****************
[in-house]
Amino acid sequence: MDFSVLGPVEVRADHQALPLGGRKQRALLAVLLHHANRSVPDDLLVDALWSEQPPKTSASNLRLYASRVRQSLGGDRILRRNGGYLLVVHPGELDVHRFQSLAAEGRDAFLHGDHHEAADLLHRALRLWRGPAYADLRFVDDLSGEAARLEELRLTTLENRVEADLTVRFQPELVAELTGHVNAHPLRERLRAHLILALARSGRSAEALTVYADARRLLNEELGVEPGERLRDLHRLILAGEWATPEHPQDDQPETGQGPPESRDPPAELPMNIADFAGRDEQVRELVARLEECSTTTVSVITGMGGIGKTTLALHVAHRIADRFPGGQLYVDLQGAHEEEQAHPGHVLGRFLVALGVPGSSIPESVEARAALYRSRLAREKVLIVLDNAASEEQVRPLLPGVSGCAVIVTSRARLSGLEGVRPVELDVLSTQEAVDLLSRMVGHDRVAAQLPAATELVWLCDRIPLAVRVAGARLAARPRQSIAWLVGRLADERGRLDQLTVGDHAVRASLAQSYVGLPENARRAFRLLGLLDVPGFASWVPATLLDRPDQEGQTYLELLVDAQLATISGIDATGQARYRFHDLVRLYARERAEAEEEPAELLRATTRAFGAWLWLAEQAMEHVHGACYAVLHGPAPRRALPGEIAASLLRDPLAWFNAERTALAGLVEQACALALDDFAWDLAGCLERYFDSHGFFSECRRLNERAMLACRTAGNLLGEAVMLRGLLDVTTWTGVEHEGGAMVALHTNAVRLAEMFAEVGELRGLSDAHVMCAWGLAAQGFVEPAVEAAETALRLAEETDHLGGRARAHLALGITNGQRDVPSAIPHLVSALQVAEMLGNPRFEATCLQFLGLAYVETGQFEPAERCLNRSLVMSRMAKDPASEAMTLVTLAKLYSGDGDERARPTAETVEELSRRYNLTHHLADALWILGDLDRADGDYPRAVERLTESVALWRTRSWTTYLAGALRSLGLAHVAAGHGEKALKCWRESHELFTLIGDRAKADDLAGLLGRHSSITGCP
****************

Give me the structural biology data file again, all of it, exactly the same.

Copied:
[in-house]
Amino acid sequence: MDFSVLGPVEVRADHQALPLGGRKQRALLAVLLHHANRSVPDDLLVDALWSEQPPKTSASNLRLYASRVRQSLGGDRILRRNGGYLLVVHPGELDVHRFQSLAAEGRDAFLHGDHHEAADLLHRALRLWRGPAYADLRFVDDLSGEAARLEELRLTTLENRVEADLTVRFQPELVAELTGHVNAHPLRERLRAHLILALARSGRSAEALTVYADARRLLNEELGVEPGERLRDLHRLILAGEWATPEHPQDDQPETGQGPPESRDPPAELPMNIADFAGRDEQVRELVARLEECSTTTVSVITGMGGIGKTTLALHVAHRIADRFPGGQLYVDLQGAHEEEQAHPGHVLGRFLVALGVPGSSIPESVEARAALYRSRLAREKVLIVLDNAASEEQVRPLLPGVSGCAVIVTSRARLSGLEGVRPVELDVLSTQEAVDLLSRMVGHDRVAAQLPAATELVWLCDRIPLAVRVAGARLAARPRQSIAWLVGRLADERGRLDQLTVGDHAVRASLAQSYVGLPENARRAFRLLGLLDVPGFASWVPATLLDRPDQEGQTYLELLVDAQLATISGIDATGQARYRFHDLVRLYARERAEAEEEPAELLRATTRAFGAWLWLAEQAMEHVHGACYAVLHGPAPRRALPGEIAASLLRDPLAWFNAERTALAGLVEQACALALDDFAWDLAGCLERYFDSHGFFSECRRLNERAMLACRTAGNLLGEAVMLRGLLDVTTWTGVEHEGGAMVALHTNAVRLAEMFAEVGELRGLSDAHVMCAWGLAAQGFVEPAVEAAETALRLAEETDHLGGRARAHLALGITNGQRDVPSAIPHLVSALQVAEMLGNPRFEATCLQFLGLAYVETGQFEPAERCLNRSLVMSRMAKDPASEAMTLVTLAKLYSGDGDERARPTAETVEELSRRYNLTHHLADALWILGDLDRADGDYPRAVERLTESVALWRTRSWTTYLAGALRSLGLAHVAAGHGEKALKCWRESHELFTLIGDRAKADDLAGLLGRHSSITGCP